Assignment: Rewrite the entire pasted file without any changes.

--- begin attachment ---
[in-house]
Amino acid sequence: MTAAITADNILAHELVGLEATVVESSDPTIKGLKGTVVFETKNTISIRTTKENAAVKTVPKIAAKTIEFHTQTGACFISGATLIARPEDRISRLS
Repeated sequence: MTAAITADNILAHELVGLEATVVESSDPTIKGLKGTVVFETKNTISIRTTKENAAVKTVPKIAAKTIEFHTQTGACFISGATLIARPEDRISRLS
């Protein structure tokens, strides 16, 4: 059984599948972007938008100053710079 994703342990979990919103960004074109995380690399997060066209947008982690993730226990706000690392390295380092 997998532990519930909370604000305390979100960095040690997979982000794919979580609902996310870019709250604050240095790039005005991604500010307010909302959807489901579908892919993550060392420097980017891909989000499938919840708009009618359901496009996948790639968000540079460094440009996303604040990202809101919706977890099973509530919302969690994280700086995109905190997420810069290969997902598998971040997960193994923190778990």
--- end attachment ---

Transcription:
[in-house]
Amino acid sequence: MTAAITADNILAHELVGLEATVVESSDPTIKGLKGTVVFETKNTISIRTTKENAAVKTVPKIAAKTIEFHTQTGACFISGATLIARPEDRISRLS
Repeated sequence: MTAAITADNILAHELVGLEATVVESSDPTIKGLKGTVVFETKNTISIRTTKENAAVKTVPKIAAKTIEFHTQTGACFISGATLIARPEDRISRLS
């Protein structure tokens, strides 16, 4: 059984599948972007938008100053710079 994703342990979990919103960004074109995380690399997060066209947008982690993730226990706000690392390295380092 997998532990519930909370604000305390979100960095040690997979982000794919979580609902996310870019709250604050240095790039005005991604500010307010909302959807489901579908892919993550060392420097980017891909989000499938919840708009009618359901496009996948790639968000540079460094440009996303604040990202809101919706977890099973509530919302969690994280700086995109905190997420810069290969997902598998971040997960193994923190778990």